Mark Axel Tveskov

Mark Axel Tveskov
Southern Oregon University | SOU · Sociology and Anthropology

PhD

About

39
Publications
15,796
Reads
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411
Citations
Citations since 2017
16 Research Items
125 Citations
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2017201820192020202120222023010203040
2017201820192020202120222023010203040
Additional affiliations
September 1998 - present
Southern Oregon University
Position
  • Professor
Education
January 1994 - June 2000
University of Oregon
Field of study
  • Anthropology
September 1989 - June 1992
University of Connecticut
Field of study
  • Anthropology
September 1983 - June 1988
University of Connecticut
Field of study
  • Anthropology

Publications

Publications (39)
Article
Full-text available
Driven by the participation of Native American people in the contemporary political, cultural, and academic landscape of North America, public and academic discussions have considered the nature of contemporary American Indian identity and the persistence, survival, and (to some) reinvention of Native American cultures and traditions. I use a case...
Article
Full-text available
"Do you know the story of the Battle of Hungry Hill? A woman--Queen Mary--led the Native Americans from horseback, and her booming voice could be heard across the battlefield" -- Coquille Elder George Bundy Wasson Jr. from: http://www.ohs.org/research-and-library/oregon-historical-quarterly/current-issue.cfm The Battle of Hungry Hill, fought on Oc...
Article
Full-text available
Archaeological investigations at Miners’ Fort, a mid-nineteenth-century settler fort located in the US Northwest, is part of a larger inquiry into conflict archaeology and historical memory of settler colonialism and warfare in the region. Built by gold miners, Miners’ Fort overlooked the Pacific Ocean and was used significantly when the Tututni, J...
Book
Full-text available
an edited volume on Conflict Archaeology and Historical Memory in North America
Chapter
Full-text available
excerpt of the Introductory Chapter
Article
Full-text available
Guest editor for a thematic collection of papers on the topic of frontier fortifications in the journal Historical Archaeology
Conference Paper
Full-text available
The wars of American imperialism in the North American West are crafted in historical memory through the tropes of Manifest Destiny, where intrepid pioneers, penetrating a virginal wilderness to make their homes, must overcome a variety of morally dark forces that include the depredations of indigenous people. In this telling of the tale, the U.S....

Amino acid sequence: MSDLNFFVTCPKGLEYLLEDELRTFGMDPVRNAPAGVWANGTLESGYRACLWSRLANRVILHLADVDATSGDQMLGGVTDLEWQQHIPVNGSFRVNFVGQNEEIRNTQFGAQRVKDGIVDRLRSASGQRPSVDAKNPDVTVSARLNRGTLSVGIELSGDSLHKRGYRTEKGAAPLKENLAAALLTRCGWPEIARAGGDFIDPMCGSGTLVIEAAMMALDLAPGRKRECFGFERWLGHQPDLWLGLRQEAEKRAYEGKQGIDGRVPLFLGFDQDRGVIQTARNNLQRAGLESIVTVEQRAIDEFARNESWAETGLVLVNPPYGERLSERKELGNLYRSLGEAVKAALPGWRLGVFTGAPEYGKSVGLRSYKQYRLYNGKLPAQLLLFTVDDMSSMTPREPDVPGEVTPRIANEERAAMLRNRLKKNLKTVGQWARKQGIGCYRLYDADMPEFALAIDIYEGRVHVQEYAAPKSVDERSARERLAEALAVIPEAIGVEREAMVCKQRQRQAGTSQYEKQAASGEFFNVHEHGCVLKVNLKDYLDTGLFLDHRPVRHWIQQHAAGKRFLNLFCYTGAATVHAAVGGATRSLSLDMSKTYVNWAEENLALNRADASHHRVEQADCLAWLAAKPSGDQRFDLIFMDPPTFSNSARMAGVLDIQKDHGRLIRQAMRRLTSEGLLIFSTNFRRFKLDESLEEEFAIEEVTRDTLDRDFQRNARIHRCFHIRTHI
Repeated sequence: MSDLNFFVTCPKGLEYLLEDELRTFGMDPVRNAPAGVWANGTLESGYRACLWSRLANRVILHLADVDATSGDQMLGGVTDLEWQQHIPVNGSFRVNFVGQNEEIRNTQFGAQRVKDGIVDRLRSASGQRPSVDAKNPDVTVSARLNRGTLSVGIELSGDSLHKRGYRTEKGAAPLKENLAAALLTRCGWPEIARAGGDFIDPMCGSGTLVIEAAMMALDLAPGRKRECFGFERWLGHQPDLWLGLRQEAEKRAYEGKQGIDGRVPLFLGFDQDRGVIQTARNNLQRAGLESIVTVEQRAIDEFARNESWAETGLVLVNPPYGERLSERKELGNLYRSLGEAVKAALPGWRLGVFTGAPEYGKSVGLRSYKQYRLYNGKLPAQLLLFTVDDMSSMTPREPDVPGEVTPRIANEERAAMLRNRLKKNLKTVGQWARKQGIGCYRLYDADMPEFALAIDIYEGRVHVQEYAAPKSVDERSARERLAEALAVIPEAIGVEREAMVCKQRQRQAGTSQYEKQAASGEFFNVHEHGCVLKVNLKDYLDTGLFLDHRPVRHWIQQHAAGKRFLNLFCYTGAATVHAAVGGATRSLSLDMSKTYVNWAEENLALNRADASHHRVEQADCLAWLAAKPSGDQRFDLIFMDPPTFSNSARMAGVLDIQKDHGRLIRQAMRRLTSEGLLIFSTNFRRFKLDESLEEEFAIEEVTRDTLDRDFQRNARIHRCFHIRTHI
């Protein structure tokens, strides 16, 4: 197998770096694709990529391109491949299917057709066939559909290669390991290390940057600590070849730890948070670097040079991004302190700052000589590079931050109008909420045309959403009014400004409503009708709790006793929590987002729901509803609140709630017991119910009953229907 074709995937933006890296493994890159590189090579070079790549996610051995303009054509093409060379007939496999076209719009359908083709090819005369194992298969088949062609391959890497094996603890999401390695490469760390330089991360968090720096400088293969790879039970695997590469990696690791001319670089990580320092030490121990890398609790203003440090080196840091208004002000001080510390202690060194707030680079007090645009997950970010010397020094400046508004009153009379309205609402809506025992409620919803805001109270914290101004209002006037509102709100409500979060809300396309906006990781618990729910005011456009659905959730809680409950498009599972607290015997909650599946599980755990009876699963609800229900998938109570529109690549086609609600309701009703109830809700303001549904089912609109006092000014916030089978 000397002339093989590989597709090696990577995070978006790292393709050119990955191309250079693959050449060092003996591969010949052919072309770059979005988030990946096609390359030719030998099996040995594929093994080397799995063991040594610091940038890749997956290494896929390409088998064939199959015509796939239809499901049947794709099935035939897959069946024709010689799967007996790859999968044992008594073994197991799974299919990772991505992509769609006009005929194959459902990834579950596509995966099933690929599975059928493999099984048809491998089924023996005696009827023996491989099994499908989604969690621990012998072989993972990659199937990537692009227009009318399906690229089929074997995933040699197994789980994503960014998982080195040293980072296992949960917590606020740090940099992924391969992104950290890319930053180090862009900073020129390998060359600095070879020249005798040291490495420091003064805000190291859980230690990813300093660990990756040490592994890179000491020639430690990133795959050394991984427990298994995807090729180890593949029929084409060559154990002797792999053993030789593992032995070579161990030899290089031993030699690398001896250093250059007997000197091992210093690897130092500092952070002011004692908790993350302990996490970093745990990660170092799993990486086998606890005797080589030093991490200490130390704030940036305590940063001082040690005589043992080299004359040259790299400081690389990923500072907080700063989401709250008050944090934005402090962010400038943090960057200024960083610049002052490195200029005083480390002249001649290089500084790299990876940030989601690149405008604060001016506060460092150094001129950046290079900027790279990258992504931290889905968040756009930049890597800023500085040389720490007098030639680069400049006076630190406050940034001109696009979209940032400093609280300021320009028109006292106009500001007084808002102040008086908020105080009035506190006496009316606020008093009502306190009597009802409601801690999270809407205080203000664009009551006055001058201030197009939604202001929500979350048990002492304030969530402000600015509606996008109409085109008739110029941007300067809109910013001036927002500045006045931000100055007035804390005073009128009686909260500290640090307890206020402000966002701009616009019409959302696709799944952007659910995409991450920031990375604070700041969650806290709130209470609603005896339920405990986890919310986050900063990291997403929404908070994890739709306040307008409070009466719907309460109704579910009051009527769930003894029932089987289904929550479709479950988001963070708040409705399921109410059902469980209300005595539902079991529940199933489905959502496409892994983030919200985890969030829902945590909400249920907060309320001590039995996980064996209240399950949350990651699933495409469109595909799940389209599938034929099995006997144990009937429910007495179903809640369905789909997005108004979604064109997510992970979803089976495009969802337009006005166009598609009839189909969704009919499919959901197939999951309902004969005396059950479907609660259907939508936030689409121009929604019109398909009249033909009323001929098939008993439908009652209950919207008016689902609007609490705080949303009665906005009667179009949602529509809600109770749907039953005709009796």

Presentation
Full-text available
Notes for my remarks as a member of Oregon's State Advisory Committee for Historic Preservation while reviewing theQ’alya ta Kukwis schicdii me Traditional Cultural Property Historic District Nomination, put forward by the Confederated Tribes of Coos, Lower Umpqua, and Siuslaw, delivered in committee, February 22, 2019
Article
Full-text available
Frontiers are contingent and dynamic arenas for the negotiation, entrenchment, and innovation of identity, and the imposing materiality of frontier fortifications and their prominence in colonial topographies make them ideal laboratories in which to examine this dynamic. This article presents the results of large-scale excavations in 2011 and 2012...
Article
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Article
Full-text available
An essay reviewing two recent books about the Modoc War
Article
In the spring of 1872, members of the Carolina Company migrated from North Carolina to Oregon and formed the town of Powers, which is one of the most isolated areas in western Oregon. According to Chelsea Rose and Mark Tveskov,” the homesteaders, like the Native Americans, made a life along the South Fork [Coquille River] that considered the region...
Article
Full-text available